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Identifying Potential Oil Zones in Tight Reservoirs

Low-cost epifluorescence microscope techniques have delineated a prospective, relatively untested oil-prone fairway in the Cane Creek shale play, Paradox Basin, Utah.
This article appeared in Vol. 13, No. 2 - 2016

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Location map of the Paradox Basin, USA. The green shading shows the approximate location of the Cane Creek Shale Play. (U = Utah; C = Colorado) (Source: modified from V. F. Nuccio and S. M. Condon, 1996. USGS) When it comes to liquid-rich shale production and potential, the Bakken in North Dakota, Eagle Ford, and the Permian Basin shales of Texas have grabbed all the attention. However, the Cane Creek shale in south-eastern Utah has huge overall potential and may, on a per well basis, outdo those well-known areas. The US Geological Survey says there is a 95% confidence that it holds at least 103 MMbo and a 50% confidence rate of at least 198 MMbo. As for well production, a Fidelity E&P well in the Big Flat field produced about 700,000 barrels of oil in its first year, free-flowing to the surface. 

The Utah Geological Survey (UGS) has an ongoing basin-wide research project, part of a three-year US Department of Energy funded study. Their scientists are analysing the geological, geomechanical and geochemical properties of the Cane Creek shale across the Paradox Basin to provide improved reservoir characterisation. The goals of this research are to identify potential exploration areas outside the current Cane Creek unit and to improve drilling and production techniques. The epifluorescence (EF) study is part of that research; most of the operators in this area are small independents not in a position to undertake such an extensive regional study. 

  • The Cane Creek Anticline was the location of the first oil discovery in the Moab, Utah area in the 1920s. This feature is just one of many spectacular anticlines that extend for miles in the fold and fault belt portion of the Paradox Basin. (Craig D. Morgan, Utah Geological Survey)

Paradox Basin 

The ‘paradox’ originated in Paradox Valley in south-western Colorado. In 1875, geologist Albert Peale noted that the Dolores River had a “desire to perform strange and unexpected things”. Instead of flowing down the valley, the river emerges from a narrow gap, cuts perpendicularly across the centre of the valley and exits through another gap. This oddity or paradox was caused by the basin’s unique geology. The Paradox Valley occupies an eroded, salt-cored anticline and the river maintained its previously ancient course that was cut into the overlying bedrock. Moab Valley (Spanish Valley) located to the west in Utah has a similar geological history and is bisected by the Colorado River. 

  • Simulated view of Paradox Valley in Colorado. Created with NASA's World Wind software, version 1.4, using the LandSat 7 visible color layer. (Source: NASA)

  • Looking down into Paradox Valley. (Source: Mark Iverson)

Location map for the Paradox Basin showing the Pennsylvanian oil fields. (Source: Utah Geological Survey) The Paradox Basin covers 85,470 km², primarily in south-east Utah and south-west Colorado, but extends into northern Arizona and New Mexico. The basin formed during Pennsylvanian (Late Carboniferous) time about 330 to 310 million years ago, when a series of fault-bounded uplifts and basins developed from Utah to Oklahoma as a result of continental collisions that formed the Ancestral Rockies. The Paradox Basin received a thick succession of cyclic carbonates, evaporites and organic-rich shales, now known as the Paradox Formation. The basin is divided into three areas: the fold and fault belt in the north, the Aneth platform in the south, and the Blanding sub-basin located between those two areas. Deposition in the northern portion of the basin (the Moab area) was in a highly restricted marine bay. Fluctuations in sea level left alternating thick deposits of halite and minor amounts of potassium and magnesium salts during low sea levels, while carbonates and siltstones with thin organic-rich shales were deposited during the high stands. There are 29 cycles in the Moab area; the Cane Creek shale was deposited in the highstand portion of cycle 21 in the lower Paradox Formation.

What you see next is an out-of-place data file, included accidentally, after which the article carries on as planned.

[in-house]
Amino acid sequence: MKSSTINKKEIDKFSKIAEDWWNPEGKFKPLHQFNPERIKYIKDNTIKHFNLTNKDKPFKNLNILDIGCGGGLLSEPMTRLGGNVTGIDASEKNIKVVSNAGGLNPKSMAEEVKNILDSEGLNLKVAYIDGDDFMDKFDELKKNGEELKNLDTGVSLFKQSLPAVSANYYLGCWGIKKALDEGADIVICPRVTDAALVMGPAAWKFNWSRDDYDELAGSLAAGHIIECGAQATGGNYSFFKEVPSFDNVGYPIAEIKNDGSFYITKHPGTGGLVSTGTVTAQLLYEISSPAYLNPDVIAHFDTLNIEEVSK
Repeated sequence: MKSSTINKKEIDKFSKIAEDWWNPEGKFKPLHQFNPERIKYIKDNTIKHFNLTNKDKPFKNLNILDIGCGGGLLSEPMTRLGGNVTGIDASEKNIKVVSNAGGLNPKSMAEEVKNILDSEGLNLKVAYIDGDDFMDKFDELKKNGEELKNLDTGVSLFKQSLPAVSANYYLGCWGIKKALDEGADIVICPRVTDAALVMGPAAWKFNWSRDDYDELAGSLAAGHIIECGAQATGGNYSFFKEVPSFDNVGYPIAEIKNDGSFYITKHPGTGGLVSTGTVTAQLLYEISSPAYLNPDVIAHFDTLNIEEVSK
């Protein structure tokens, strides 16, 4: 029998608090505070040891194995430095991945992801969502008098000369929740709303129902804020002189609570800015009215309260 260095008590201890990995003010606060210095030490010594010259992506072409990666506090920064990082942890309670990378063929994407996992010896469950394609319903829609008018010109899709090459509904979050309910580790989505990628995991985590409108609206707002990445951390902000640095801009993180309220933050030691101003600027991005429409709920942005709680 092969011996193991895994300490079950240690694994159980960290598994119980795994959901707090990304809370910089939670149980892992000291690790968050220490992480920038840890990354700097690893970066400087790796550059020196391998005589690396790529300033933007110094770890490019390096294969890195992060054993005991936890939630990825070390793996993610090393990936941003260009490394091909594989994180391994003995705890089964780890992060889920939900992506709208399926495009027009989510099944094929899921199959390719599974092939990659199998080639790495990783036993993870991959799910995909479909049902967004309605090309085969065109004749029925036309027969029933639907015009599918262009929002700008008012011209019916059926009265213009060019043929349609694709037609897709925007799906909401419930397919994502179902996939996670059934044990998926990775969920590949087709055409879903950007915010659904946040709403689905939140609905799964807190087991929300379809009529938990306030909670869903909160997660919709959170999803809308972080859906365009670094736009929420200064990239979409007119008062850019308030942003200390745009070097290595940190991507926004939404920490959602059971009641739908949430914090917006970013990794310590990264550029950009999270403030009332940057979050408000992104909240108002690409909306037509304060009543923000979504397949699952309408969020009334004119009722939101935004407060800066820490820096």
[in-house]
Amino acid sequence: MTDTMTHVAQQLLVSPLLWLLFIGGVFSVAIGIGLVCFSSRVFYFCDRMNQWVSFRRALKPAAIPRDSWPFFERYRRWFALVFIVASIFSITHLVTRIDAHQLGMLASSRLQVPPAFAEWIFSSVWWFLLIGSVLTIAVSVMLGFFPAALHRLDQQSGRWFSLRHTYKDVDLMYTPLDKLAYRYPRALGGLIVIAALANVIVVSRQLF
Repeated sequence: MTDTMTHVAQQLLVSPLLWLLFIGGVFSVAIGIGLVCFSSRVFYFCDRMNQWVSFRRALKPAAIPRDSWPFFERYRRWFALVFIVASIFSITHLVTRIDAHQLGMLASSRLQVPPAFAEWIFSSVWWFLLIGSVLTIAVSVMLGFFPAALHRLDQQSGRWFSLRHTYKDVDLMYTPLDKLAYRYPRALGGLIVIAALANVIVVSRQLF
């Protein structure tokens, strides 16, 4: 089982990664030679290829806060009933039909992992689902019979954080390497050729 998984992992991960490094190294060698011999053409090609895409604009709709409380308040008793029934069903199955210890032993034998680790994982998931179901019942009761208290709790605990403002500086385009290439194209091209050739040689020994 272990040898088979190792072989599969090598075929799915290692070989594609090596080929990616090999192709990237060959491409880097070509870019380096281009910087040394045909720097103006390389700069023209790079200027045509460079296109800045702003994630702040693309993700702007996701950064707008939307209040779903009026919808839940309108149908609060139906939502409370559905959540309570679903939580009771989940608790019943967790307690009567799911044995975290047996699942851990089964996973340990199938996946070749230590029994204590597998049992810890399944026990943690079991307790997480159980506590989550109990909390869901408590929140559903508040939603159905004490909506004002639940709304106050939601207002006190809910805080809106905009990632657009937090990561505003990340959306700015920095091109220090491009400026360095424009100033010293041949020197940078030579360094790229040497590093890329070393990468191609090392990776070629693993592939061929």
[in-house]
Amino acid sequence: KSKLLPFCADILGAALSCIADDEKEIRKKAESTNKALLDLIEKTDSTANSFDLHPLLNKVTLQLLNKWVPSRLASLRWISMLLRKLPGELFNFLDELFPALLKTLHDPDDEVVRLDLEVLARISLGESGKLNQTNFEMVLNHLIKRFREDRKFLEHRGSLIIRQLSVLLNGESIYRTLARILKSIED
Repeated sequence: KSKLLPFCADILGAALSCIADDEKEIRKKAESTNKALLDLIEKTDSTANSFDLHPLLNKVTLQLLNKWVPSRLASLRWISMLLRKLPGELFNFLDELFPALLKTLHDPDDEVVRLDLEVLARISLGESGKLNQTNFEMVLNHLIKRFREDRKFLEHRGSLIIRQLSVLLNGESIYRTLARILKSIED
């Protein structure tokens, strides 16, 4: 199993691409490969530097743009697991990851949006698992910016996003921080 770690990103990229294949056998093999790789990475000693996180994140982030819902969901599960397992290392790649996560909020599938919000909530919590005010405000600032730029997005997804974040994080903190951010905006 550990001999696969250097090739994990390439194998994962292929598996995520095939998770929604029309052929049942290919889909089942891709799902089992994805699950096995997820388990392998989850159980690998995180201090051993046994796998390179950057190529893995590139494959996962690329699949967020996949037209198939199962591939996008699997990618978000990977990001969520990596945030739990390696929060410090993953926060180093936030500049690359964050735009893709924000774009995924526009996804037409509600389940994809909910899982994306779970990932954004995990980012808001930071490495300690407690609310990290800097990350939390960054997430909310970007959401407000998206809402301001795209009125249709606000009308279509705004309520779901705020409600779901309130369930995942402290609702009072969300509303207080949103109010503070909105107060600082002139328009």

The first well in Utah was drilled in the northern end of the Paradox Basin near the town of Green River in 1891. Greater Aneth, Utah’s largest oil field, is located in the southern end of the basin. Discovered in 1956, the field has produced over 470 MMbo. 

The Study 

The first oil discoveries in the Pennsylvanian Cane Creek shale play occurred in the early 1960s. The most successful well drilled during this period was at Long Canyon field, which has produced over 1 MMbo, although most wells produced less than 70,000 bo before being plugged and abandoned. Exploration continued but significant success did not occur until Columbia Gas Development Corporation formed the Cane Creek Federal unit in 1991 and drilled a horizontal well, the first long-reach horizontal well in Utah. The company drilled six horizontal wells that have delivered over 1.4 MMbo and are still producing. Recently, Fidelity Exploration & Production Company took ownership of the field and has drilled 17 additional wells in the Cane Creek Federal unit. Now, with longer laterals and improved completions, well rates have dramatically increased and are expected to ultimately produce about 1.7 MMbo each.